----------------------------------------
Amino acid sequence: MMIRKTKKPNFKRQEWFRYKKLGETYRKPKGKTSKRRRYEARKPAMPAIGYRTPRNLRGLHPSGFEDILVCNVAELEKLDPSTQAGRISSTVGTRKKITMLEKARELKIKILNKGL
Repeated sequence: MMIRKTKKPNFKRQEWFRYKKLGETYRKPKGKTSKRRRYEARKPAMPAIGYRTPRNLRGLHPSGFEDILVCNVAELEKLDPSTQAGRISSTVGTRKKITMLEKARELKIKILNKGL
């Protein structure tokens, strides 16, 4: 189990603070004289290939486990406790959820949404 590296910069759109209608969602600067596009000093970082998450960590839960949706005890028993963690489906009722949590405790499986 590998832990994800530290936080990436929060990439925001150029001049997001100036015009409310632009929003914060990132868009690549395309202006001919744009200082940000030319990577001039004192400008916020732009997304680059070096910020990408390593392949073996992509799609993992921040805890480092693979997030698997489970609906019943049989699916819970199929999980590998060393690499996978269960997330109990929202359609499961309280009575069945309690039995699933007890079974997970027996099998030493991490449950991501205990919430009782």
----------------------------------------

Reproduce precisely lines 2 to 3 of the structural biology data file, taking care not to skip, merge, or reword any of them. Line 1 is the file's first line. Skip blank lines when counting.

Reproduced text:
Repeated sequence: MMIRKTKKPNFKRQEWFRYKKLGETYRKPKGKTSKRRRYEARKPAMPAIGYRTPRNLRGLHPSGFEDILVCNVAELEKLDPSTQAGRISSTVGTRKKITMLEKARELKIKILNKGL
């Protein structure tokens, strides 16, 4: 189990603070004289290939486990406790959820949404 590296910069759109209608969602600067596009000093970082998450960590839960949706005890028993963690489906009722949590405790499986 590998832990994800530290936080990436929060990439925001150029001049997001100036015009409310632009929003914060990132868009690549395309202006001919744009200082940000030319990577001039004192400008916020732009997304680059070096910020990408390593392949073996992509799609993992921040805890480092693979997030698997489970609906019943049989699916819970199929999980590998060393690499996978269960997330109990929202359609499961309280009575069945309690039995699933007890079974997970027996099998030493991490449950991501205990919430009782």